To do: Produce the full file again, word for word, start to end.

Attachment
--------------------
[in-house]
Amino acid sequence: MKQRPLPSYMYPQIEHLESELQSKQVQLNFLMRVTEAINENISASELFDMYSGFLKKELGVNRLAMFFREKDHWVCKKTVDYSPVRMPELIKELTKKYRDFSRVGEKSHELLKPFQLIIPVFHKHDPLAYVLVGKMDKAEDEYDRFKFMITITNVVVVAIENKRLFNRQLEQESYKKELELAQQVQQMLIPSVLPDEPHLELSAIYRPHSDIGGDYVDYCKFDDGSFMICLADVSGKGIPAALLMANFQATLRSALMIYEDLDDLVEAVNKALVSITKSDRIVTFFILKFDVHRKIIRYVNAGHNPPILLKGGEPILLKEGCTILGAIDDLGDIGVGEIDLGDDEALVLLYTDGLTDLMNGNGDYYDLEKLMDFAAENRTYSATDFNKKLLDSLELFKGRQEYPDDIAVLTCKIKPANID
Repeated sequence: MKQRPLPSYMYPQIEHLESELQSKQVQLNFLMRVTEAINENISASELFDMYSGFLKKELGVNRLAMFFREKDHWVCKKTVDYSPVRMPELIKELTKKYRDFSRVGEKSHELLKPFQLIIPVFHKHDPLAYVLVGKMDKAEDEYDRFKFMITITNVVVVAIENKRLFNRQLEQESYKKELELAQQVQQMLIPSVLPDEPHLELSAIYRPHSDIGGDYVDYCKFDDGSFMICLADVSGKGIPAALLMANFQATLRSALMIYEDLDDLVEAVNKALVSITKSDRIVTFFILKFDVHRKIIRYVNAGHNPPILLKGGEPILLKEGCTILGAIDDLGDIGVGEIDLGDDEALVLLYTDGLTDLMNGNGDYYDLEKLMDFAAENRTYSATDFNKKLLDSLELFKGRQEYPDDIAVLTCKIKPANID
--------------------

[in-house]
Amino acid sequence: MKQRPLPSYMYPQIEHLESELQSKQVQLNFLMRVTEAINENISASELFDMYSGFLKKELGVNRLAMFFREKDHWVCKKTVDYSPVRMPELIKELTKKYRDFSRVGEKSHELLKPFQLIIPVFHKHDPLAYVLVGKMDKAEDEYDRFKFMITITNVVVVAIENKRLFNRQLEQESYKKELELAQQVQQMLIPSVLPDEPHLELSAIYRPHSDIGGDYVDYCKFDDGSFMICLADVSGKGIPAALLMANFQATLRSALMIYEDLDDLVEAVNKALVSITKSDRIVTFFILKFDVHRKIIRYVNAGHNPPILLKGGEPILLKEGCTILGAIDDLGDIGVGEIDLGDDEALVLLYTDGLTDLMNGNGDYYDLEKLMDFAAENRTYSATDFNKKLLDSLELFKGRQEYPDDIAVLTCKIKPANID
Repeated sequence: MKQRPLPSYMYPQIEHLESELQSKQVQLNFLMRVTEAINENISASELFDMYSGFLKKELGVNRLAMFFREKDHWVCKKTVDYSPVRMPELIKELTKKYRDFSRVGEKSHELLKPFQLIIPVFHKHDPLAYVLVGKMDKAEDEYDRFKFMITITNVVVVAIENKRLFNRQLEQESYKKELELAQQVQQMLIPSVLPDEPHLELSAIYRPHSDIGGDYVDYCKFDDGSFMICLADVSGKGIPAALLMANFQATLRSALMIYEDLDDLVEAVNKALVSITKSDRIVTFFILKFDVHRKIIRYVNAGHNPPILLKGGEPILLKEGCTILGAIDDLGDIGVGEIDLGDDEALVLLYTDGLTDLMNGNGDYYDLEKLMDFAAENRTYSATDFNKKLLDSLELFKGRQEYPDDIAVLTCKIKPANID